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Joycelyn Niimi, Bo Tan, Jenny Chang, Yixiu Zhou, Avanti Ghanekar, Wing Li, Annie Lee, Michelle Wong, Meng C. Lin; Diurnal Variation of Tear Osmolarity and Its Relationship with Central Corneal Thickness Over a 14-hr Period. Invest. Ophthalmol. Vis. Sci. 2012;53(14):560.
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This study aims to identify diurnal variations of tear osmolarity and corneal de-swelling pattern after overnight eye closure and to investigate the relationship between tear osmolarity and corneal thickness.
Tear osmolarity and central corneal thickness (CCT) were measured using the Tear Lab Osmolarity System and Bioptigen OCT, respectively, on a total of 15 healthy subjects (mean age = 22.15 +/- 2.58 SD, range 19-29 yrs) who did not experience ocular dryness. One randomly selected eye of each subject was patched overnight. The patch was removed immediately before the A.M. awakening measurement. Tear osmolarity and CCT of both eyes were measured at bedtime (baseline), immediately upon awakening, as well as 20 min, 40 min, 1 hr, 2 hrs, 4 hrs, and 8 hrs post-awakening. All subjects slept in the Clinical Research Center.
Mean ± SD tear film osmolarity at baseline (an average of 14 hrs from awakening time) was 299±20 mOsms/L. Upon awakening, mean ± SD osmolarity was 265±14 mOsms/L, a significant drop of 11 % from baseline (P<0.001), and elevated back to baseline at 40 min after eye opening (296±20 mOsms/L). 1-, 2-, 4-, and 8-hr mean ± SD tear film osmolarity in mOsms/L were 292±11, 288±8, 283±8, and 282±12, respectively. Mean ± SD CCT at baseline was 552.7 ± 38.8 μm and increased to 570.0 ± 41.8 μm immediately after overnight sleep, equivalent to 3.13% overnight corneal swelling. Cornea returned to baseline thickness 2 hrs after awakening (p =0.876) and remained stable throughout the day. Higher CCT diurnal variation was significantly associated with higher osmolarity diurnal variation (p=0.0194) within the first 2 hrs of awakening. No statistically significant association between osmolarity and CCT was observed during the rest of the measurement period.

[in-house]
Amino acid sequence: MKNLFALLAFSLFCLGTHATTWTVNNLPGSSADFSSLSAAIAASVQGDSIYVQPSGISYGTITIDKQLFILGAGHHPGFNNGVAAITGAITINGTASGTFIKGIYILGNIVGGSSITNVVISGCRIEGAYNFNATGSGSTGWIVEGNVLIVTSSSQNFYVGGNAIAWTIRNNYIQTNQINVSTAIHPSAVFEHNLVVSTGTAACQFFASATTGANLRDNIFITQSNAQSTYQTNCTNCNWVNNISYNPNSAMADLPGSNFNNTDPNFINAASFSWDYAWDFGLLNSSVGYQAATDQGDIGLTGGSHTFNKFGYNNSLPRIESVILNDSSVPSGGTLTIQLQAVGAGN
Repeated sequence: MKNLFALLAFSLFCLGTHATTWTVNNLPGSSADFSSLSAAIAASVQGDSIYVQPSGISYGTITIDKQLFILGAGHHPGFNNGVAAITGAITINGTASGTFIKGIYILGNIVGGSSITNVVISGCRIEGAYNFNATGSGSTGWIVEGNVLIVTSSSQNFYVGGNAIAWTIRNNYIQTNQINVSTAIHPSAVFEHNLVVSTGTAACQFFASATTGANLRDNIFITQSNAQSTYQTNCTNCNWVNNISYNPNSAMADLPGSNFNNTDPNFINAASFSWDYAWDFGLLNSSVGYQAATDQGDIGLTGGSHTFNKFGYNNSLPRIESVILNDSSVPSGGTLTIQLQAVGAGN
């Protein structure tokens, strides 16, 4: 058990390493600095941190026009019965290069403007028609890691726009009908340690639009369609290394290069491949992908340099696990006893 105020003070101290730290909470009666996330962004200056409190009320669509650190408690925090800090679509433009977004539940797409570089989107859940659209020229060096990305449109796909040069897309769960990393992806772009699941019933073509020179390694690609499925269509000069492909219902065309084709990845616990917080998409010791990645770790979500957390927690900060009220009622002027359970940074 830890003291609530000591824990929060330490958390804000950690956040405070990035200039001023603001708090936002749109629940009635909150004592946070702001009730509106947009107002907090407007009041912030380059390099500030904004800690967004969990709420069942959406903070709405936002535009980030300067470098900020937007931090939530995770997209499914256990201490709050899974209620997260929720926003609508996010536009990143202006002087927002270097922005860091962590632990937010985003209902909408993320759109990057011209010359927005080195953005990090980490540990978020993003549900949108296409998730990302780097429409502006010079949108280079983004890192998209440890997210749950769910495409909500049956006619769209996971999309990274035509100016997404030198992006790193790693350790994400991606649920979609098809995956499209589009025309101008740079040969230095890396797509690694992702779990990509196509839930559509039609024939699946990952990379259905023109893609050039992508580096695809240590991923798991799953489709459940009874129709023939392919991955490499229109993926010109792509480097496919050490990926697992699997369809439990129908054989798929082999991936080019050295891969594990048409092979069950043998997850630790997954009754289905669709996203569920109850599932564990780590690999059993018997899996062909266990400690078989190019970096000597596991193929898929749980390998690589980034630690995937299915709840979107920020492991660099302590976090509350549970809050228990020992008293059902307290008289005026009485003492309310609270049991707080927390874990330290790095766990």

There is a diurnal variation of tear osmolarity. At awakening, the tear film is the most hypotonic and reaches its peak in tonicity within 40 min. Throughout the day, tear osmolarity gradually reduces and again rises at 14 hrs post-awakening. In contrast, the central corneal thickness is greatest at initial eye opening, deswells completely and plateaus around 2 hrs, and remains at that same thickness throughout the day. The positive correlation between corneal thickness and tear film osmolarity is most apparent in the first 2 hrs post-awakening among normal individuals.
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